Tea bein’ ower, it was next proposed that the company sid adjourn to the ball-room, where we found the shearers an’ ploughman lougin’ [?] bauk-height to the speerit stirnin’ soonds o’ Sandy Burgess’s fiddle. Andro had heard o’ Sandy’s fame—as wha that lives atween Fife Ness an’ Torryburn hasna heard o’t—an’ he had sent for him a’ the way frae Coup-ma-Horn twa days afore the ball, in order that Andro, an’ me, an’ Mrs Sooter, an’ Tibbie, micht get a little insicht frae him into the sirt o’ dancin’ polkas, an’ strathspeys, an’ country dances, whereby we micht be able to acquit oorsels creditably in the presence o’ sic an enlichtened company as it wad behoove us to shake oor shanks afore. For twa days, therefore, we had laubered wi’ commendable zeal in the parlour floor, an’ noo I was up to the fore-stap an’ the back-stap, an’ a dance ca’d the “Deil amang the teelyours,” while Andro Sooter had gien special attentions to the “Hay-makers,” as bein’ conneckit wi’ his ain profession. Tibbie an’ Mrs Sooter had been taught a’ the oots-an’-ins a’ the foursome reel, an’ Sandy thocht that, wi’ gleg partners, to gie us the wink o’ command, ony ane o’ us wad be able to gang through the figure o’ ony dance that was likely to be proposed. Continue reading “‘Bodkin Trips the Light Fantastic Toe’ (5 October, 1861)”

‘Bodkin Travels Without a Ticket’ (21 September, 1861)

The following is one of the many epistles of Tammas Bodkin, the character used by editor William D. Latto to speak frankly (and amusingly) on current affairs. Latto became editor of the people’s journal in December 1860 and used the platform to launch Tammas, bringing himself a fair amount of fame in Victorian Scotland.

Maister Editor,—I promised to gi’e ye a scrift o’ hoo we were fendin’ an’ farin’ at Cockmylane, an’ as I dinna like to mak’ a promise withoot performin’ it, I sall endeavour, noo that Andro Sooter s awa’ to his bed, an’ Tibbie is streekit to her stockin’, to snatch an oor or twa frae the dresscoat I mentioned in my last epistle, in order to set doon twa or three unco queer adventures o’ mine since we cam’ to reside in these pairts. In regard to that coat, I may juist observe parenthetically, that I’m generally sae tired wi’ my daily perambulations to an’ fro through this country side, viewin’ a’ the uncos I can clap an e’e on, that by the time Andro Sooter creeps awa’ to his roost, I find mysel’ in a better trim for sleepin’ than for exercisin’ my warldly callin’, sae ye may conclude, wi’ every probability, o’ bein’ perfectly correct in yer surmises that the coat has made but little progress as yet; an’, to tell the truth, I’ve only got the length o’ lookin’ at the claith, an’ thinkin’ aboot beginnin’ in doonricht earnest, maybe the day after tomorrow, or at least some nicht soon, but we’ll see as to that when the time comes. Tibbie, hooever, has dune some guid, for she has already finished ae stockin’, and has the marrow o’t doon as far as the intaks at the heel; but then, ye’ll observe, Tibbie hauds the wires gaen at ony orra time; such as when Mrs Sooter is oot milkin’ her kye, or awa’ wi’ her butter; but as for me, I’ve nae orra time to spare, for frae the peep o’ day to the dewy shades o’ even’, I’m either oot on the hairst rig alang wi’ Mr Sooter, helpin’ him to grieve the shearers, or I’m awa’ wi’ Andro’s fowlin’ piece on my shoother, like Robinson Crusoe, for twa or three oors on end, amusin’ mysel’ wi’ shootin’ corbies, peesweits, an’ colliehoods, an’ ither fowls o’ the air than dinna exactly come oonder the provisions o’ her Majesty’s game laws. I wasna four-an’-twenty hoors at Cockmylane, ere I had completely cleared the toon o’ sparrows an’ yellow-yorlins, insomuch that not ane o’ them wad daur to show neb in my presence. So, on Tuesday mornin’, I had made up my mind to extend my sportin’ tour to a wide stretch o’ muirland that lies aboot a mile or sae sooth by wast frae Cockmylane, wi’ the view o’ tryin’ my hand at the craws an’ earnbleaters that Andro informed me were plentiful thereaboot. So I taks doon the fowlin’ piece, tells Mrs Sooter that I wad be back by dinner time at the very latest, an’ awa’ I goes. For a pairt o’ the way the hie road leads precisely in the direction o’ the muir whereunto I was journeyin’, an’ as I am joggin’ alang, a big lumberin’ machine o’ a carriage comes up containin’ a gentleman, wha, I perceived, e’ed my fowlin’ piece wi’ a suspicious glance i’ the by-ga’en, but he made nae remark an’ as little dd I. Thae coontry gentlemen wad as soon meet the diel wi’ a half dizzen o’ his angels at his heels as meet an honest tailor like mysel’ wi’ a fowlin’ piece ower his shoother. So Andro Sooter told me, an’ Andro has better opportunities o’ pickin’ up information on that subject than he is disposed to be a’thegither thankfu’ for.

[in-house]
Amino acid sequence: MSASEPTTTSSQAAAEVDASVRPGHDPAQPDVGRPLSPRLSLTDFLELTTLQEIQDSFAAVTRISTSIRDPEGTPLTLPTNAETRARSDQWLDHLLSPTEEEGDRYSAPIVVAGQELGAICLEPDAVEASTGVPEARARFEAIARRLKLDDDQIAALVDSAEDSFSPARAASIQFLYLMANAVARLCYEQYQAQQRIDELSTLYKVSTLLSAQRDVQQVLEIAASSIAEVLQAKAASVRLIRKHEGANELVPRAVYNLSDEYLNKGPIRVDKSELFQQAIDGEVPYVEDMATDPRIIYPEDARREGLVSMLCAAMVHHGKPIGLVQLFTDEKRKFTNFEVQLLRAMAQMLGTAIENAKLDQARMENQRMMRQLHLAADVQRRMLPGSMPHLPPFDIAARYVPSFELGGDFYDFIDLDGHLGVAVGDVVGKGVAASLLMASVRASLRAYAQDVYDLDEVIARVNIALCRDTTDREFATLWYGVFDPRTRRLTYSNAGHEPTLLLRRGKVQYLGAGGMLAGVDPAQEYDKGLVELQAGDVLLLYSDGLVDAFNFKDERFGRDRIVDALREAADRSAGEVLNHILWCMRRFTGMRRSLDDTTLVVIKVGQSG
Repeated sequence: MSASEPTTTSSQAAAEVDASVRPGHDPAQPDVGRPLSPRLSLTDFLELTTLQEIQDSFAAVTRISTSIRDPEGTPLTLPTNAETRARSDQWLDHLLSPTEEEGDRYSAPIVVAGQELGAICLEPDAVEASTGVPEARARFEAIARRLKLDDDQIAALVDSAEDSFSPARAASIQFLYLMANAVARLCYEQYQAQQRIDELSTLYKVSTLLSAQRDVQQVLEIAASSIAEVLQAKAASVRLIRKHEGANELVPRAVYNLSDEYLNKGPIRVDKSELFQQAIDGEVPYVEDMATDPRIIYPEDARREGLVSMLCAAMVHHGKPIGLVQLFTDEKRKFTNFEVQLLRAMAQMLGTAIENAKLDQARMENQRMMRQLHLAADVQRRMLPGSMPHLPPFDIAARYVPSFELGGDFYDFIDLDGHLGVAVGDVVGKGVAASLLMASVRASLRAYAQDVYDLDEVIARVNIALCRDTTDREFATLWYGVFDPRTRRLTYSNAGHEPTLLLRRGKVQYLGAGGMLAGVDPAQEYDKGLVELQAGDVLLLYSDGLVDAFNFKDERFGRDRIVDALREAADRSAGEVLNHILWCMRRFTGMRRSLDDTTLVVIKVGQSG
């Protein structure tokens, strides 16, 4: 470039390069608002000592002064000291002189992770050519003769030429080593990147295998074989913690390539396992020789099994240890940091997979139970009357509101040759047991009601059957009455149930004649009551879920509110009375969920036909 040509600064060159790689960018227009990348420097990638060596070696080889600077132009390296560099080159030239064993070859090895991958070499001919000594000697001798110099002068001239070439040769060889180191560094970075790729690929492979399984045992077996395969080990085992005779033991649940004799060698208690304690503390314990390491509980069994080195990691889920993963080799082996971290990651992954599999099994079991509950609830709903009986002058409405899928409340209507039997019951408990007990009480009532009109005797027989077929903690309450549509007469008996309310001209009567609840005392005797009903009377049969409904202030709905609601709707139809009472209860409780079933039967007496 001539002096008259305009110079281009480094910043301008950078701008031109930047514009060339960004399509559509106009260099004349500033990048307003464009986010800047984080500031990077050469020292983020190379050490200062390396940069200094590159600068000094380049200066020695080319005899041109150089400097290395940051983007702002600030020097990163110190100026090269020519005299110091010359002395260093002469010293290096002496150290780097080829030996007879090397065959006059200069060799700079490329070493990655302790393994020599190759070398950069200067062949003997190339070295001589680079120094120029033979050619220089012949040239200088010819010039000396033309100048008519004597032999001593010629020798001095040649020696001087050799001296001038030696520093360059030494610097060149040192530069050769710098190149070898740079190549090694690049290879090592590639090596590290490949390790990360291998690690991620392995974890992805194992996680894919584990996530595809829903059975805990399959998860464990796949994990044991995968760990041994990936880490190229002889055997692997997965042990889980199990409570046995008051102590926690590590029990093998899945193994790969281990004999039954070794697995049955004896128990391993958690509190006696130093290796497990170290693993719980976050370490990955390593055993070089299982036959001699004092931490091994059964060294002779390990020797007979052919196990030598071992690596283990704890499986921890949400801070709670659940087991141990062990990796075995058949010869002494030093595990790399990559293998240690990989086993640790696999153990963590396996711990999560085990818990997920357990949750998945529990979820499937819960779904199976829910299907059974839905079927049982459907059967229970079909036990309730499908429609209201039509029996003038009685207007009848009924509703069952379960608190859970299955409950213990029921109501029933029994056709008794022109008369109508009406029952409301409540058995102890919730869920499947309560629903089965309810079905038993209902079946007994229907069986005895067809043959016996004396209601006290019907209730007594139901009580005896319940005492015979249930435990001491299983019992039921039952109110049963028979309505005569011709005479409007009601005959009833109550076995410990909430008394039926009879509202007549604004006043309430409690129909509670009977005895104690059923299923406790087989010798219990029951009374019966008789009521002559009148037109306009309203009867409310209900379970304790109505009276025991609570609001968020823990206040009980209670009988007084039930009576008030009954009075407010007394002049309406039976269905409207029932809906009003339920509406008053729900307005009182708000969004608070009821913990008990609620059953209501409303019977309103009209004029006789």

Weel, ye see, awa’ rolled the gentleman in the carriage, an’ as I was anxious to spare my legs till I got to the sportin’ grund, ye’ll no hinder me to slip in ahent the vehikle an’ seat mysel’ on the back settlements thereof. It was far frae bein’ a comfortable seat, as it was completely covered ower wi’ iron spikes, as a safeguard against the pranks o’ the juvenile portion o’ society, wha are ever ready to ride on a carriage if sae be they can do sae free gratis for naething. Hoosomdever, I managed to mak’ gude my quarters, though it was certainly purchasin’ easdom for my legs at the expense o’ anither portion o’ my body. I reached my destination in the name o’ naetime withoot ony mishap occurrin’, but, lo, and be, hold! when I essayed to dismount, I stuck fast! Yea, dootless, I was firmly nailed to my seat! I edged mysel’ aboot in a’ the directions o’ the compass, but oot o’ the bit I couldna get. I tried to disentangle the hinder pairts o’ my garments frae their intimate association wi’ the iron spikes, but in vain—no ae inch wad they budge, an’ the carriage drave on’ at a dashin’ pace, too, thus renderin’ it still mair difficult for me to do ought for my ain deliverance. I had but ae hand to work oot my salvation wi’, for my ither hand was wholly engrossed wi’ keepin’ hauds o’ Andro Sooter’s gun. I micht hae called oot to stop the coach, an’ I wad dootless hae gotten some assistance to dismount, but I was dubious as to the kind o’ service I wad receive frae Maister Jarvie, no to mention the great personage inside, seein’ I was travellin’ withoot a ticket as it were, havin’ nae earthly business to be where I was. It was exceedingly sinfu’ o’ me sae for to violate the rules o’ gude breedin’ as to ride withoot an invitation, that I’ll frankly admit; an’ if I sid live to the age o’ Methusalem, catch me do the like again. Here was justice pursuin’ me for my transgression, nor did the haill amount o’ my punishment consist in bein’ carried like John Gilpin, father than I had originally bargained for, though that was mortification eneuch, but there was the annoyance occasioned to certain salient points o’ my corporation by reason o’ the sharp-pointed iron spikes aforesaid—the pain whereof became, in the process o’ time, almost mair than I was able to bear. The Apostle Paul spak’ o ‘haein’ a thorn in the flesh, but, my certie, I had a score o’ them in my hide a’ at ae time. I fought bravely for my freedom like a rotten in a trap, until I saw it was nae use fechtin’ ony langer, an’ then I just resigned mysel’ to despair, concentrating a’ the energies o’ my soul an’ body on making the best I could o’ a bad bargain—that is, fidgin’ aboot frae ae position to anither as the demands o’ nature micht suggest. In this way the carriage sped onwards in the direction o’ Cupar; so, when we were passin’ through Darsie Muir, the bairns on the street cam’ runnin’ after us, envyin’ me, nae doot, o’ my ride, though, if they had kent a’, they had mair reason to bless their stars that they had the free use o’ their ain legs; for I’m certain sure at that blessed moment I wad hae gi’en the best croon-piece that ever was in my aucht to have had the soles o’ my feet at the grund again. After this, I sanna envy the man that rdes in a chariot, for, though he may sit on a hair cushion, an’ keeps up as fair an ootside appearance as I did on my involuntary journey to Cupar, he may yet hae his ain iron spikes o’ some kind or ither in soul or body to render his life as miserable as mine was on that luckless forenoon’s jaunt. The bairns havin’ got up wi’ a shout “hangin’ behind!” Jarvie garred his whup wallop twice or thrice ower the tap o’ the vehickle to frichten aff intruders, whereby he gae my fingers sundry cruel cuts that added considerably to the discomforts o’ my situation. Hoosomdever, I keepit my seat in spite o’ the whup, for the very gude an’ sufficient reason, that I couldna get doon. No an urchin did we pass on the road but he wad stand in an attitude o’ admiration, an’ wish himsel’ in my shoon; no a field o’ shearers did we pass but they wad rest frae their labour in order to inspect and pass their opinion on the passing equipage, an’ especially to speculate on the gentleman riding behind, who, they argued, could be naething less than the butler, or the footman, or the flunkey at the very least. Dog on it! it was ill eneuch to hae a score o’ iron spikes in my body, but to be ca’d a flunkey, that sent the iron into my very soul. Continue reading “‘Bodkin Travels Without a Ticket’ (21 September, 1861)”